While much is known about this beloved musician, fans will be thrilled to know that there is still more to uncover. For example, did you know that Paul McCartney, or Macca as some call him, wrote his first song when he was fourteen called “I Lost my Little Girl?” Or how about the fact that in his youth he twice failed auditions to become a choir boy- yes, Paul McCartney, failed singing auditions not once, but twice. Another little known fact about Macca is that his first instrument was not a guitar, but a trumpet. It was a gift from his father on his 14th birthday, but he soon traded it for a guitar. Other little known facts about him include that he is an honorary detective with the NYPD, he witnessed the 9/11 attacks from a plane in New York, he is a vegetarian, and is in the Guinness Book of Records with 60 gold discs and sales of over 100 million singles. However, one of the most fascinating aspects of his artistry come from the fact that not only is McCartney a world-renowned musician, he is also an accomplished painter, who has had over 70 of his paintings exhibited at the Walker art gallery in Liverpool.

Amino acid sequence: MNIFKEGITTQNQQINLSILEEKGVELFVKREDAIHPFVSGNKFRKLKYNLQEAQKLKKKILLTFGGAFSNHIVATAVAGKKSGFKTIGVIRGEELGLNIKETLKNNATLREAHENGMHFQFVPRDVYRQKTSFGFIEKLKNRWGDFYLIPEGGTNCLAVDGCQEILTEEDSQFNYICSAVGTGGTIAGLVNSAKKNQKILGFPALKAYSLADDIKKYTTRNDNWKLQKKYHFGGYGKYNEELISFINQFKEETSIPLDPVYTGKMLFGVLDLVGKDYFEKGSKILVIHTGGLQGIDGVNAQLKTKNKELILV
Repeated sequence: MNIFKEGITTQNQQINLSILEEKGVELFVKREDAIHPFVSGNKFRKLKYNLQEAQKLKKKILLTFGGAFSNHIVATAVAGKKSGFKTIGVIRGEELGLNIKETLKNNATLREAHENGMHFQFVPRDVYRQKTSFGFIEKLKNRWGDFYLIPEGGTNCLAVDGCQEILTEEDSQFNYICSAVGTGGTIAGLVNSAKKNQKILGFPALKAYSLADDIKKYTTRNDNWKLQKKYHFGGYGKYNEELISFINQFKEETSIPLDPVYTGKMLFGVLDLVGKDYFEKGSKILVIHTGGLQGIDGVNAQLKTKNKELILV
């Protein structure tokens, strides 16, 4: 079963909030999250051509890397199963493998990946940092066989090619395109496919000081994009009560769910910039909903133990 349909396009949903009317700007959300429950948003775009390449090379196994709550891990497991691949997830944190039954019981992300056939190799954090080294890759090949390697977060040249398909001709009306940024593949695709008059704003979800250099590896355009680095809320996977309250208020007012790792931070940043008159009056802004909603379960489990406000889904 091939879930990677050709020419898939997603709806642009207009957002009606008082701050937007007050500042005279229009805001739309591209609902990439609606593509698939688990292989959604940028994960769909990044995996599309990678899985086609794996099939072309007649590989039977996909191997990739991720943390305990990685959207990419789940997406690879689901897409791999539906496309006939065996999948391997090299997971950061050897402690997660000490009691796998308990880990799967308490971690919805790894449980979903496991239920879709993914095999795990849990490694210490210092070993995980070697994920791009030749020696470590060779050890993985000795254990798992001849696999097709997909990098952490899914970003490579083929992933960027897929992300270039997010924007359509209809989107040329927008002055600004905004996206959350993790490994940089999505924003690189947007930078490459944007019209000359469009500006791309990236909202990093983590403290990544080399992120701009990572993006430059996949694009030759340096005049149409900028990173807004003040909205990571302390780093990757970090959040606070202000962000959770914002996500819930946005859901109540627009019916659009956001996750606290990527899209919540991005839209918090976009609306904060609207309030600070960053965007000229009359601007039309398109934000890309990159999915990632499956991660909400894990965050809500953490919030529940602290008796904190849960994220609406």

(McCartney with his exhibit at the Walker Gallery)
Though he began regularly painting at the age of forty, his interest in art dates back to his childhood. When McCartney was eleven, he used a school prize to buy his first modern art book, which included works by Dali and Picasso. At fourteen, he won an art prize for a drawing of St. Aidan’s Church on the estate where he lived. While he lacked any formal art training, he became very friendly with many artists, critics, and gallery owners who exposed him to contemporary art and fed his enthusiasm for painting. One of Paul’s biggest inspirations is Willem de Kooning, whom he met when de Kooning was a client at his father-in-law’s law firm. Willem de Kooning became a family friend and a mentor to McCartney, inspiring many of McCartney’s works.
(McCartney with de Kooning)
As for his process, McCartney remarked that, “sometimes just putting on the paint is more interesting than actually thinking what it all means.” Many of the themes and titles of his pieces are spontaneous and are inspired by what instinctively happens on the canvas. McCartney has talked about how John Lennon and Andy Warhol “appear” in his pieces. Some of McCartney’s most famous pieces include “My Eye” (2001), “Big Mountain Face” (1991), “Boxer lips” (1990), and “Yellow Linda with Piano” (1988) (Shown from left to right):